Next week Blackpool and Exeter will play a game of football at Wembley to decide which team gets promoted to the third division. Most Blackpool fans, including myself, will boycott the game. They will boycott because of the actions of the owners, the Oyston family, who have threatened and taken legal action against many of the club’s fans.

Football is a sport that entertains billions of people around the world. It helps brings people and communities together. Blackpool FC doesn’t. All of my family boycott the club. It is tainted by the Oystons and their actions.

A big game like this would normally be an opportunity for families and the town to unite, whether in victory or defeat. Instead this game will leave the town confused and frustrated, thinking of what could have been. Blackpool’s owners don’t get the damage that they have done to football, the town and the fans.

If you are thinking of going to Wembley then, unless you are an Exeter fan, please don’t. While if you happen to be watching or reporting on the game then it’s important that you understand the reasons for the boycott and that you tell others about it.

That way you can help support all of the Blackpool fans who are trying to heal the damage of the last few years and create a club that all of the fans can support.

This isn’t easy, it hurts

It’s hard not to go and watch your team.

I remember Brett Ormerod’s goal at the Millenium Stadium when we got promoted in 2001. I watched it with two very quiet friends who were in town to support Preston North End in their playoff final. They were even quieter when Bolton took Preston apart in their game two days later.

In 2007 I was at Wembley with my future wife and a group of friends to watch Keigan Parker’s stunning goal help Blackpool beat Yeovil at Wembley to get promoted to the Championship. We met up with a colleague from Yeovil afterwards to share memories and talk about the next season.

In 2010, when Brett Ormerod scored the winning goal to take Blackpool up to Premiership, seven of my family were in attendance along with over 36,000 other Blackpool fans.

This game will create no such memories or reunions for me or thousands of Blackpool fans. I boycott. That hurts.

I boycott because of what the Oystons have done

The Oystons have wasted the opportunity provided by a £90m windfall from Blackpool’s recent season in football’s top division. Much of that windfall has been loaned from the club to other companies. The terrible waste of that money is damaging the club but that is not the main reason I boycott.

One 67-year old Blackpool fan had to pay £20,000 for a private Facebook post seen by 34 (yes, you read that right. Thirty. Four) friends. Fans raised the money to pay the fee.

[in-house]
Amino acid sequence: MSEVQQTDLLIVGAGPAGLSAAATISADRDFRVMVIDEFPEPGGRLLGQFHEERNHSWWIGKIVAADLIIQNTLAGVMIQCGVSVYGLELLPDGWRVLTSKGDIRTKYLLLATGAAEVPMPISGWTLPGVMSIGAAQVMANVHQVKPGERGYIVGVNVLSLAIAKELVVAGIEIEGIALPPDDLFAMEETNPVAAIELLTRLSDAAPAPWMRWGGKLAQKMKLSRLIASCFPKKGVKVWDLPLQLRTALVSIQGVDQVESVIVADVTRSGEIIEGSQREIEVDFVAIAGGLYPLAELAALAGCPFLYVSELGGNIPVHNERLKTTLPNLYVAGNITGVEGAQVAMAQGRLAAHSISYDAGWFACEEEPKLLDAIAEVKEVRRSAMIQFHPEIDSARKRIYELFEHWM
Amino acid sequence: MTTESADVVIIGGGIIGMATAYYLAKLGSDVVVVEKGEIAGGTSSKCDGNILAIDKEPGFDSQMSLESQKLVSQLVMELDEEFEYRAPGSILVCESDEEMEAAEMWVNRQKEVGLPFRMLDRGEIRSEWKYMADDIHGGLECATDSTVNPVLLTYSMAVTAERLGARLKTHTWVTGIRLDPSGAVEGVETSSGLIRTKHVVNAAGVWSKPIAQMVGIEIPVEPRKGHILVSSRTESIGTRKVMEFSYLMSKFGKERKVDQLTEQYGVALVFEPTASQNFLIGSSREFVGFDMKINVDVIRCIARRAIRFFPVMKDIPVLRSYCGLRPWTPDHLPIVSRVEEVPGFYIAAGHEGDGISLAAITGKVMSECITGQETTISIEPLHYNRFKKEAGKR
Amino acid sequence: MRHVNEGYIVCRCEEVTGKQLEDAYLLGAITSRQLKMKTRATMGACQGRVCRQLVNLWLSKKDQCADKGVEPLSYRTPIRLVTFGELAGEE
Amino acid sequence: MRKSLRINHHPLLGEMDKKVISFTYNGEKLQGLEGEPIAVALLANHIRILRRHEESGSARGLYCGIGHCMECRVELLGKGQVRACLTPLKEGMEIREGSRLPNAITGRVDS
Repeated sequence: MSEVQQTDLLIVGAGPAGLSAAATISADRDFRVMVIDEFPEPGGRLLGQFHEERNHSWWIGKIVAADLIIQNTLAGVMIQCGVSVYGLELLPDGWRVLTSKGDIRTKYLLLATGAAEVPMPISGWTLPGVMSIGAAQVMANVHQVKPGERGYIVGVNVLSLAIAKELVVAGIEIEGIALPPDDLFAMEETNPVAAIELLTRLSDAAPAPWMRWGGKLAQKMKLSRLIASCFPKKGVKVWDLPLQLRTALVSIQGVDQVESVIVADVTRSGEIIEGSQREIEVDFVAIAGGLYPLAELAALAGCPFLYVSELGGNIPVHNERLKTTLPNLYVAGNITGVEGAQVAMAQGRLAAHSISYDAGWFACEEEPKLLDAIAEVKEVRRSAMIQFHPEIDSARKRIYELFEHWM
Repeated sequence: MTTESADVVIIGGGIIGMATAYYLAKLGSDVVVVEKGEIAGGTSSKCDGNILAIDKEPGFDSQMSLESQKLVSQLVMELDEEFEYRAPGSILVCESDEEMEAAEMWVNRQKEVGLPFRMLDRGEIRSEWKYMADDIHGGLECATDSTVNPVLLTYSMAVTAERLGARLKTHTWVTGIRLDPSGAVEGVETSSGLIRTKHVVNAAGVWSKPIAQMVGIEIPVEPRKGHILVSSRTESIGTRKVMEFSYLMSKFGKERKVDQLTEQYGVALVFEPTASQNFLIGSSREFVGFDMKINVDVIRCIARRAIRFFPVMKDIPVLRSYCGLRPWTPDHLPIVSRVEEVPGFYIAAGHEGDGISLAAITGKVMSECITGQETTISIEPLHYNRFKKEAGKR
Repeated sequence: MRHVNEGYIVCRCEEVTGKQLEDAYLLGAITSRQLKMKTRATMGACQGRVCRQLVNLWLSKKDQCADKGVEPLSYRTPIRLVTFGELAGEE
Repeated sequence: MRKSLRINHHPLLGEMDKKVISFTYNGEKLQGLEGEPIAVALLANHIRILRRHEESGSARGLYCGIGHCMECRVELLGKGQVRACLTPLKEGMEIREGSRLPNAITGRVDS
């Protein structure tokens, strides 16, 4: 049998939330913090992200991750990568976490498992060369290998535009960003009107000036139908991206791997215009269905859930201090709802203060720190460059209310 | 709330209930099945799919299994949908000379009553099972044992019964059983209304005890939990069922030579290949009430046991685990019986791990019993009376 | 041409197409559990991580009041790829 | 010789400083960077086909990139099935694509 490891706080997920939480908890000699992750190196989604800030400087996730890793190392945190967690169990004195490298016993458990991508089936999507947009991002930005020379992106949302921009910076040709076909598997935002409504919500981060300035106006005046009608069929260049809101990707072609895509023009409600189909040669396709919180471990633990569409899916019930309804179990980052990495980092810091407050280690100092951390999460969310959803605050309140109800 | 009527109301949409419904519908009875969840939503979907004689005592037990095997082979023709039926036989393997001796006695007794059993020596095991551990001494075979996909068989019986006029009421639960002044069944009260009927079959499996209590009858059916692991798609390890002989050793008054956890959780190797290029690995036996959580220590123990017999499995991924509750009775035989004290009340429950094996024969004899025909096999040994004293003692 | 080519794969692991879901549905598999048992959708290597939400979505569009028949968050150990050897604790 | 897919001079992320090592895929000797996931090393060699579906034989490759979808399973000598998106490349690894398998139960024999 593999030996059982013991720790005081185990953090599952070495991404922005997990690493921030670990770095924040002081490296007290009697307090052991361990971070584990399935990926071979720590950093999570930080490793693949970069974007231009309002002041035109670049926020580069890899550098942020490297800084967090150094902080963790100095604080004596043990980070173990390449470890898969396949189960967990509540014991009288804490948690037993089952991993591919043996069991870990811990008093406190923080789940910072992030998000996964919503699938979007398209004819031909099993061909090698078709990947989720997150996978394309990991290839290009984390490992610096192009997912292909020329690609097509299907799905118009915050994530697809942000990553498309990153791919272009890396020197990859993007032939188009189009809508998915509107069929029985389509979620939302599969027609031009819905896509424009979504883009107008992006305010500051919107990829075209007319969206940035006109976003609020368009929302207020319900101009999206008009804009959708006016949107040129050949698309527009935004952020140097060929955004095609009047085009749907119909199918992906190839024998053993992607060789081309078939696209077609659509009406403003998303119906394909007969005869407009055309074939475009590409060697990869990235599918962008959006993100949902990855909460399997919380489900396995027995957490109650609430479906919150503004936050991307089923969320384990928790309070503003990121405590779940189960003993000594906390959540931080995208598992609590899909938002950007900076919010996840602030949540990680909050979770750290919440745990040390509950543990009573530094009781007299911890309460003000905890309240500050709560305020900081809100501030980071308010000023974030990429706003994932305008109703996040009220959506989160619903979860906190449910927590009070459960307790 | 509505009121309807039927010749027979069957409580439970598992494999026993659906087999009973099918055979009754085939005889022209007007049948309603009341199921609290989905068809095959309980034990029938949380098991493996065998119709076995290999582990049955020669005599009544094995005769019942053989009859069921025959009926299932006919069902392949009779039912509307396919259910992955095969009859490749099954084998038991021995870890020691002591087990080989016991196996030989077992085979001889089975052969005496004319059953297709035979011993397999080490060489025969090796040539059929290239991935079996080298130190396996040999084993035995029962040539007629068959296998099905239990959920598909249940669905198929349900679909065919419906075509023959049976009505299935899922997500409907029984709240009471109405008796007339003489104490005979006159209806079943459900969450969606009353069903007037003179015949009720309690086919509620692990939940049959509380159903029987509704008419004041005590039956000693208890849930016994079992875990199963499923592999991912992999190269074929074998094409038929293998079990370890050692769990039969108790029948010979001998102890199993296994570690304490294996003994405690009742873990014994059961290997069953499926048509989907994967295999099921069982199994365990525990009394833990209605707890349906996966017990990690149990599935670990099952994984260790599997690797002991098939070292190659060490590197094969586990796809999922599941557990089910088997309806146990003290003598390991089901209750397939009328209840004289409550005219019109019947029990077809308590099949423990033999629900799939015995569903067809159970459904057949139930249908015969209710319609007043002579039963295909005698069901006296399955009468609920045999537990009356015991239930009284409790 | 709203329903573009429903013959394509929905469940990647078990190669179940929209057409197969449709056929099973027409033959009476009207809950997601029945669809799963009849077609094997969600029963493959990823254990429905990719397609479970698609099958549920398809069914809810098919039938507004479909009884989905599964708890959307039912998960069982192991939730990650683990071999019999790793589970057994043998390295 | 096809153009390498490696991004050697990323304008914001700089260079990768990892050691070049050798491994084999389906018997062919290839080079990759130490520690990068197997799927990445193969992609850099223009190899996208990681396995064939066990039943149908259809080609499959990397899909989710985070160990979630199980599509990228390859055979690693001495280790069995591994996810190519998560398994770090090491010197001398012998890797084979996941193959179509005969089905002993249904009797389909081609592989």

My boycott is because the Oyston family have abused fans, taunted them and taken legal action against them. An unknown number of legal actions are ongoing. These legal actions carry a large human cost.

The Blackpool Supporters Trust have reported on the human cost saying:

Some individuals have lost their jobs, businesses are in jeopardy, relationships with partners have broken down and health has suffered.

That damage cannot be undone. The Oystons have to go before many fans go back.

Thousands of Blackpool fans are trying to make things better

The fans are working to get the Oystons out of the club and turn Blackpool FC into something that we can be proud of. A club that puts football first and that all fans can support.

While the Oystons remain there is an ethical boycott in place. We call it NAPM: Not A Penny More. The boycott works. The official attendance figures have dropped dramatically and overstate the actual attendance. In some games last year the actual attendance was three thousand lower than the official attendance. The Oystons listen to money. The drop in income will hurt them.

The missing fans are still there and still passionate. Six thousand people joined the most recent protest march with Blackpool fans joined by other football fans from around the country. The Blackpool Supporters Trust have offered to buy the club but the owners have refused to enter negotiations.

While this happens the local council and its leader have stayed curiously silent and the footballing authorities have sat on their hands, rather than trying to save the club and help the fans. There is an ongoing court battle over ownership of the club but many fan’s only real leverage is to choose to boycott. Our boycotts and protests can help motivate the Oystons to leave and others to act.

You can help Blackpool football club

Some fans will recreate part of the Wembley experience by watching on a giant screen that they have hired. Others will join friends down the pub or stay at home. A few will simply ignore the game altogether, the Oyston’s actions have led to them falling out of love with the club and the game.

I know that the short-term pain of missing games is morally right, I cannot give money to a club that sues its fans. I also know that it will help get the Oystons out of the club. The declining revenues, empty seats and protests at Blackpool tell a tale. The tale of a football club whose owners are not wanted and not welcome, who are damaging the game and the town. Eventually they will run out of money or the authorities will intervene. The football league are starting to realise that their rules needs to change so that they can help address the problems at Blackpool and elsewhere.

In the meantime the best way to help Blackpool football club is to encourage people to boycott. I hope this post helps persuade some people who might be wavering and helps both journalists and oppositions fans who haven’t heard of our protests understand why Blackpool fans boycott and why that matters.

We boycott because of the actions of the Oystons. We boycott to help save the club.

Original source – Stories by Peter Wells on Medium

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